In The Story of a New Name, Lila has recently married and made her entrée into the family business; Elena, meanwhile, continues her studies and her exploration of the world beyond the neighborhood that she so often finds stifling. Marriage appears to have imprisoned Lila, and the pressure to excel is at times too much for Elena. Yet the two young women share a complex and evolving bond that is central to their emotional lives and a source of strength in the face of life's challenges. In these Neapolitan Novels, Elena Ferrante, "one of the great novelists of our time" (The New York Times), gives us a poignant and universal story about friendship and belonging, a meditation on love and jealousy, freedom and commitment--at once a masterfully plotted page-turner and an intense, generous-hearted family saga.

"Imagine if Jane Austen got angry and you'll have some idea of how explosive these works are." --The Australian

"Brilliant . . . captivating and insightful . . . the richness of her storytelling is likely to please fans of Sara Gruen and Silvia Avallone." --Booklist (starred review)

Story of the Lost Child 4/5/15 BC

Story of the Lost Child 4/5/15 BC

Ferrante, Elena
$18.00

The "stunning conclusion" to the bestselling saga of the fierce lifelong bond between two women, from a gritty Naples childhood through old age (Publishers Weekly, starred review).

The Story of the Lost Child concludes the dazzling saga of two women, the brilliant, bookish Elena and the fiery, uncontainable Lila, who first met amid the shambles of postwar Italy. In this book, life's great discoveries have been made; its vagaries and losses have been suffered. Through it all, the women's friendship remains the gravitational center of their lives.

Both women once fought to escape the neighborhood in which they grew up. Elena married, moved to Florence, started a family, and published several well-received books. But now, she has returned to Naples to be with the man she has always loved. Lila, on the other hand, never succeeded in freeing herself from Naples. She has become a successful entrepreneur, but her success draws her into closer proximity with the nepotism, chauvinism, and criminal violence that infect her neighborhood. Yet, somehow, this proximity to a world she has always rejected only brings her role as unacknowledged leader of that world into relief.

"Lila is a magnificent character." --The Atlantic

"Everyone should read anything with Ferrante's name on it." --The Boston Globe

Those Who Leave and Those Who Stay 3/1/16 BC

Those Who Leave and Those Who Stay 3/1/16 BC

Ferrante, Elena
$18.00

Part of the bestselling saga about childhood friends following different paths by "one of the great novelists of our time" (The New York Times).

In the third book in the New York Times-bestselling Neapolitan quartet that inspired the HBO series My Brilliant Friend, Elena and Lila have grown into womanhood. Lila married at sixteen and has a young son; she has left her husband and the comforts her marriage brought and now works as a common laborer. Elena has left the neighborhood, earned her college degree, and published a successful novel, all of which has opened the doors to a world of learned interlocutors and richly furnished salons. Both women are pushing against the walls of a prison that would have seen them living a life of misery, ignorance, and submission. They are afloat on the great sea of opportunities that opened up for women during the 1970s. And yet, they are still very much bound to each other in a book that "shows off Ferrante's strong storytelling ability and will leave readers eager for the final volume of the series" (Library Journal).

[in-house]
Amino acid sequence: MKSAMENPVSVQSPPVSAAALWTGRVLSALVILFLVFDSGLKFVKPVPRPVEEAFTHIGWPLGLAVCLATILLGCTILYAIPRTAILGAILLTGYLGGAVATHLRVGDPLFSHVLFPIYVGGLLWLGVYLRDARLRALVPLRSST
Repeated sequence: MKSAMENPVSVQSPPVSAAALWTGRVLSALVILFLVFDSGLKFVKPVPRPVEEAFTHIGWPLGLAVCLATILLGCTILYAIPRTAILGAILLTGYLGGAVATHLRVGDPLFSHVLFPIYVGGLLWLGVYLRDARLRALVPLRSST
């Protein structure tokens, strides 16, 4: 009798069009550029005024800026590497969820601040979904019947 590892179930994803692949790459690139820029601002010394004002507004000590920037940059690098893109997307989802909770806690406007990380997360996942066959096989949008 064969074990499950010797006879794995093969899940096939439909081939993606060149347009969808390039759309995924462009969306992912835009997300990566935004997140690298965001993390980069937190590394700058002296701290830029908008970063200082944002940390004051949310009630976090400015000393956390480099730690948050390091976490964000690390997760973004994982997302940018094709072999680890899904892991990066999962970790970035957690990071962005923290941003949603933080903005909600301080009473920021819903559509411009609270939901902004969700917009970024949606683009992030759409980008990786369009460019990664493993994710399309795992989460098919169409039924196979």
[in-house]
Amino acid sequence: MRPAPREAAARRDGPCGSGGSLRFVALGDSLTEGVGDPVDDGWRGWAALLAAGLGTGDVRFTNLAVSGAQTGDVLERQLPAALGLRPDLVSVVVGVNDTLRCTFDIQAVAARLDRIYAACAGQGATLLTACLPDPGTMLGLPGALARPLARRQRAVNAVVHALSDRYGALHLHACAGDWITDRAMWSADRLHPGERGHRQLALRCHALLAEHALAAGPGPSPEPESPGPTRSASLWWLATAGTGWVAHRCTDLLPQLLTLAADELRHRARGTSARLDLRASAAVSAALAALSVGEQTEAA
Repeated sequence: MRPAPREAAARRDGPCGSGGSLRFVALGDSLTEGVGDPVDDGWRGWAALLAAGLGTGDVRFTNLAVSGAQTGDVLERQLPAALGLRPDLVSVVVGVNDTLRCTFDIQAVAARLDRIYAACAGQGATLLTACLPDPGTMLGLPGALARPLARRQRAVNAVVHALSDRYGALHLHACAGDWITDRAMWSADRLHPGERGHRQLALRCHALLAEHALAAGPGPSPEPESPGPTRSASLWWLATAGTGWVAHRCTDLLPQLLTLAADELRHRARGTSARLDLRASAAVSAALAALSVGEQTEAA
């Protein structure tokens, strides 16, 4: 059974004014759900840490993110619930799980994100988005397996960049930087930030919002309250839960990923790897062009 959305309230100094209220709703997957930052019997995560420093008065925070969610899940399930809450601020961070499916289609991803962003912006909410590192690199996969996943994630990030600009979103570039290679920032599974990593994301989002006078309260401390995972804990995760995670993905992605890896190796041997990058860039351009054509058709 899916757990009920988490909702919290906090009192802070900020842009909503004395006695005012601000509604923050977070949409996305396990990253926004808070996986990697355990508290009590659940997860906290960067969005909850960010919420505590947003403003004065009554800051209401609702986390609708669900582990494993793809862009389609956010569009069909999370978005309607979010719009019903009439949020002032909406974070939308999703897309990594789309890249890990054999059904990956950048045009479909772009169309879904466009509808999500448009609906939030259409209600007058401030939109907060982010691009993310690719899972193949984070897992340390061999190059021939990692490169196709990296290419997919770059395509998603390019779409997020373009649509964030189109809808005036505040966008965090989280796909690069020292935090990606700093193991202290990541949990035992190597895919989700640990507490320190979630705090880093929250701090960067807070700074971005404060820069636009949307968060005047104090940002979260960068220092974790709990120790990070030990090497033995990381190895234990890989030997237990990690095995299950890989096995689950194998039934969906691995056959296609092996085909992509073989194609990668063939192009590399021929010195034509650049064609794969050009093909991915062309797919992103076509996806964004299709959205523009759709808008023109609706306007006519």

"One of modern fiction's richest portraits of a friendship." --NPR

Frantumaglia : A Writer's Journey

Frantumaglia : A Writer's Journey

Ferrante, Elena; Goldstein, An
$17.00

One of The Guardian's Best Books of the Year: Personal writings by the anonymous author who became a literary phenomenon with My Brilliant Friend.

The writer known as Elena Ferrante has taken pains to hide her identity in the hope that readers would focus on her body of work. But in this volume, she invites us into Elena Ferrante's workshop and offers a glimpse into the drawers of her writing desk--those drawers from which emerged her three early standalone novels and the four installments of the Neapolitan Novels, the New York Times-bestselling "enduring masterpiece" (The Atlantic).

Consisting of over twenty years of letters, essays, reflections, and interviews, it is a unique depiction of an author who embodies a consummate passion for writing. In these pages, Ferrante answers many of her readers' questions. She addresses her choice to stand aside and let her books live autonomous lives. She discusses her thoughts and concerns as her novels are being adapted into films. She talks about the challenge of finding concise answers to interview questions. She explains the joys and the struggles of writing, the anguish of composing a story only to discover that that story isn't good enough. She contemplates her relationship with psychoanalysis, with the cities she has lived in, with motherhood, with feminism, and with her childhood as a storehouse for memories, impressions, and fantasies. The result is a vibrant and intimate self-portrait of a writer at work.